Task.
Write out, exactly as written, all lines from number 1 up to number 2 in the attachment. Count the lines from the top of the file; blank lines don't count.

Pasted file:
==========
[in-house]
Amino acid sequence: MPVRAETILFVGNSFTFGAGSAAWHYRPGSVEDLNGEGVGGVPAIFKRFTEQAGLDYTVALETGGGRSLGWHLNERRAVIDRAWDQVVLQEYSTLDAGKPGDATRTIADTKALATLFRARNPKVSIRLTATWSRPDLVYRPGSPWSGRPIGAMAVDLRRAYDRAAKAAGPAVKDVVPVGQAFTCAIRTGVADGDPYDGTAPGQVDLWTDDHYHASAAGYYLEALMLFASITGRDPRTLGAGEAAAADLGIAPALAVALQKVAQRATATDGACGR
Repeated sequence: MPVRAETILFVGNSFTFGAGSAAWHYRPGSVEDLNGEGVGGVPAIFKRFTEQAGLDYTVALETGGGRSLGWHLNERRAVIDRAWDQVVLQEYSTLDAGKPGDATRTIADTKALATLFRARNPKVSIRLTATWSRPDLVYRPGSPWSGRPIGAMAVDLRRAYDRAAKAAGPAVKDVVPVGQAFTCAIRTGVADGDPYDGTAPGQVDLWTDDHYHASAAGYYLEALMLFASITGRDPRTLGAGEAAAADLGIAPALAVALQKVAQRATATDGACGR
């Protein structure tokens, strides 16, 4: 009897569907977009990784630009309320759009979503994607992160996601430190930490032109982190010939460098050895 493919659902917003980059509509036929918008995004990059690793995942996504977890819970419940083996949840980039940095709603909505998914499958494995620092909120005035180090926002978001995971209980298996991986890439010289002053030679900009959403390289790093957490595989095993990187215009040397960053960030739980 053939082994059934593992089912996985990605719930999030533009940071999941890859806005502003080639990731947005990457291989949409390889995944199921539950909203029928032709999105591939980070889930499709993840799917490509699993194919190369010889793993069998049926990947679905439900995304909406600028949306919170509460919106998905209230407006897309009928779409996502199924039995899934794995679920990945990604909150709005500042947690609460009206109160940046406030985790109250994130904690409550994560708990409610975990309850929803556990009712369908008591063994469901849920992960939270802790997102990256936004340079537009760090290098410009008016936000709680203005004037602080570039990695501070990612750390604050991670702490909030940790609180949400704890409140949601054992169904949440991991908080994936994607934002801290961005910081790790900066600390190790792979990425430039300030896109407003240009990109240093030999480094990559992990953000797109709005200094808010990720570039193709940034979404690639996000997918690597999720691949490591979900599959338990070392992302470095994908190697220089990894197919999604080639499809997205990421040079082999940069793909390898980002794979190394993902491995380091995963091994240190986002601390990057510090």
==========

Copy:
[in-house]
Amino acid sequence: MPVRAETILFVGNSFTFGAGSAAWHYRPGSVEDLNGEGVGGVPAIFKRFTEQAGLDYTVALETGGGRSLGWHLNERRAVIDRAWDQVVLQEYSTLDAGKPGDATRTIADTKALATLFRARNPKVSIRLTATWSRPDLVYRPGSPWSGRPIGAMAVDLRRAYDRAAKAAGPAVKDVVPVGQAFTCAIRTGVADGDPYDGTAPGQVDLWTDDHYHASAAGYYLEALMLFASITGRDPRTLGAGEAAAADLGIAPALAVALQKVAQRATATDGACGR